Full Detroit ~ Paul Sachs

The epitome of the songwriter’s craft uses the empathetic response — to the point where each song is like a novel about a completely invented character. Such is the case with Paul Sachs. No navel-gazing here. He uses his barrel-chested vocals delicately, like a surgeon, cutting through the layers of defenses of his songs’ characters. Full Detroit kicks off with “Foxhole Prayer,” an acknowledgment of the loneliness that exists for those who struggle with addiction: That foxhole prayer is for when we’re alone / Between that bottle and my lips you see / There is only me. The lyrics to “Leave a Little Heaven Behind” look inside the heart of a man with not much but hope ahead: When I’m free from this earthly plane / And nothing but dust and bone / I don’t know if we’ll meet again / After I’m dead and gone … And I’m running, yes I’m running / oh running out of time / running lord, running / trying to leave a little heaven behind. There’s an Irish lilt to “Family Secrets.” My uncle was in Rikers / Had a shamrock tattoo / Ran with the Westies / Back in 1982. This fiddle-laced song would do well in a pub in Ireland. We could say the same for “The Good Bad Luck Brings,” except its roots might be planted in some roadhouses in Nashville and parts South and West. The sweep of pedal steel lifts the message of perseverance: Oh the good bad luck brings / Sometimes there’s nothing but the hard way / Yeah but that’s the price you pay / And I’m standing here today / With the good bad luck brings. Sachs has been turning out masterpieces for years. This may be the best one yet.

Wilderness Years ~ Jory Nash

There’s an autumnal feel to Jory Nash’s Wilderness Years. Long before the album’s appearance, with a wife and new child (son Jasper), he’d pondered online whether he’d be able to make a living doing music. It sounded like this might be his swan song. In his crowdfunding statement, he had said, “… I am pledging that this will be my final crowdfunding campaign, and possibly my final recording ever. I hope you will consider supporting me and my music one more time.” He threw everything he had at this one and he made it so good, no one will ever let him quit, even if he wanted to. As he sings in the upbeat opening track, “Sister Station,” Well the only thing that’s left I fear / is to write this song that no one’ll  hear / I can’t say that it’s a parting shot / Cuz I don’t think I could even if I wanted to stop. Track two, “Dark Matter,” has a elegiac poignancy that makes my eyes well up. Jory’s golden tenor rides a yearning melody and perceptive lyrics: The baby’s got my eyes / And he’s got my ears / And everyday it seems to come a little more clear / That he’s got your soul / And he fills the room / With a thousand tiny smiles … Get up off your knees / Don’t forget to breathe. While there’s some obscurity in others’ stories like “Great Big Hole” and “Caroline,” the lushness of this album gives it a timeless aura. That said, the simplicity of “Wilderness” isn’t hard to understand: Sometimes I disappear into myself / Just a little boy who needs protecting / And I know that the fear hidden in my heart / Will carry me now. God speed, Jory Nash.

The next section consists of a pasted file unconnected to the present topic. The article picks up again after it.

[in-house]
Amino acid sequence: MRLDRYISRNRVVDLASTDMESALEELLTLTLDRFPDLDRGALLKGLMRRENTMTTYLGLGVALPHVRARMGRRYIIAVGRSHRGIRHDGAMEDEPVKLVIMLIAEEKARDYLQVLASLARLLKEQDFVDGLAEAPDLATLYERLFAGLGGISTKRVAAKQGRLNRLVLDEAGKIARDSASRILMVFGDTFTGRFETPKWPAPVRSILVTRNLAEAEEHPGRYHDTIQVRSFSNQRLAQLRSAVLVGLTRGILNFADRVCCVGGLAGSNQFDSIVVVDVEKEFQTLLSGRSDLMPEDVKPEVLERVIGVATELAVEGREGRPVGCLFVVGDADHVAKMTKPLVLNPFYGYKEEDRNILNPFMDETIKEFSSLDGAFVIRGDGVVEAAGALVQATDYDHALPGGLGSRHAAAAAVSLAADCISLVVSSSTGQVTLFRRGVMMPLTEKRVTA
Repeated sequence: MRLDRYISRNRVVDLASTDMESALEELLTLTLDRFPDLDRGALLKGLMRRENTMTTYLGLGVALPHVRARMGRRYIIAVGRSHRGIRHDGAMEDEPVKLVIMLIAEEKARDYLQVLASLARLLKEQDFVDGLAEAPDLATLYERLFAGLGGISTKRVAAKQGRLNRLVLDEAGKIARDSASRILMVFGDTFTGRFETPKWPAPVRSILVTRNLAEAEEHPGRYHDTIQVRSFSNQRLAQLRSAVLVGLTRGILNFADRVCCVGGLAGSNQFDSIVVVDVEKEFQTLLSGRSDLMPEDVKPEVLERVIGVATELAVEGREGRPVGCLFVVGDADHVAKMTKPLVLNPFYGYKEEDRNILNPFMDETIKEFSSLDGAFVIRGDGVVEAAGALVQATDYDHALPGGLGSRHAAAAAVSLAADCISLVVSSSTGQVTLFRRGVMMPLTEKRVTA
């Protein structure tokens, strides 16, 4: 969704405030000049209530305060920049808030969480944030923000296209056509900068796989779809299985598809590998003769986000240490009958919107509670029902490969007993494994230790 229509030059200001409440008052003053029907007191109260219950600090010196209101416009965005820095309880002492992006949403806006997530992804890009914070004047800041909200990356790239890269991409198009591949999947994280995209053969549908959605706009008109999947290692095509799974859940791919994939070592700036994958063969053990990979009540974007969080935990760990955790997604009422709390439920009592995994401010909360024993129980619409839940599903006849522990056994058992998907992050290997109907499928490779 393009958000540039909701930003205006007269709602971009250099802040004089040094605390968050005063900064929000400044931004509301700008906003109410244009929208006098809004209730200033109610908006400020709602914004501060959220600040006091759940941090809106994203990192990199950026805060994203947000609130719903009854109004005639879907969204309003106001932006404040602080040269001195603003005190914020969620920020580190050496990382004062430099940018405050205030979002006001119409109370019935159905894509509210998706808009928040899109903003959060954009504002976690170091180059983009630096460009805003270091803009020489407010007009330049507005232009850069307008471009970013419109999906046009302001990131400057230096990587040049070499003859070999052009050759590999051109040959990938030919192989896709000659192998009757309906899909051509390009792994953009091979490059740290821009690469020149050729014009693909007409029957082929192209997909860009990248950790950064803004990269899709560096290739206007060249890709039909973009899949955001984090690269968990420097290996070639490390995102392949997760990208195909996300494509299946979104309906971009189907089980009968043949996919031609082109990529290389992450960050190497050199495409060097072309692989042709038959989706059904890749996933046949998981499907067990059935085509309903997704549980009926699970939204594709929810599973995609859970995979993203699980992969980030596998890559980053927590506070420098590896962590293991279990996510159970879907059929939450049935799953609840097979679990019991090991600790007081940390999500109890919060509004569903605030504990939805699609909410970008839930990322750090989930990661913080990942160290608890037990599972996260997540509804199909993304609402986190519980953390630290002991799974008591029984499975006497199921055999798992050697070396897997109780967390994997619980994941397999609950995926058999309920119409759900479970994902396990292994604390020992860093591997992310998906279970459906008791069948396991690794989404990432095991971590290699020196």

Shiver ~ Carolann Solebello

I think of Carolann Solebello as a painter with words. An illustrator could have a field day with her imaginative storytelling. Shiver begins its book of tales with “Hiram,” a spooky meeting in a bar with Hank Williams’ ghost. We can figure that the album title comes from the lyrics borrowed from Hank … he said: I went down to the river / It was cold as ice / Three times made me shiver / I came up only twice. Although she doesn’t go all Stephen King on us, the Hank connection crops up again on “So Bad.” Using the tempo from Hank’s “Long Gone Lonesome Blues” with a lilting fiddle backup, Carolann sings: Been a long time since I looked at you / Look at you driving me mad / Been a long time, darling / I wish I didn’t want you so bad / You played me sugar / played me like you play your guitar … You played me sugar / Wish I didn’t want you so bad.  Hank would approve (and probably sing it). In “True North,” Carolann’s robust, clear voice leads us up Route 87 through New York state, as an old man escapes his unfulfilled American life to his homeland in Canada: Native land and home / we stand on guard for thee / True North, glorious and free.  “Jesus Played Guitar” imagines the savior as a hippie with faded jeans and a guitar. There’s humor here as Carolann sings, Jesus did not need to have a band / Sure, he had disciples / but they just liked to jam. We find more serious contemplation in I wonder if Jesus was afraid … Dying ain’t no picnic / even with a little divine aid. Whether it’s divine aid or some other muse, Carolann Solebello shows off some major chops.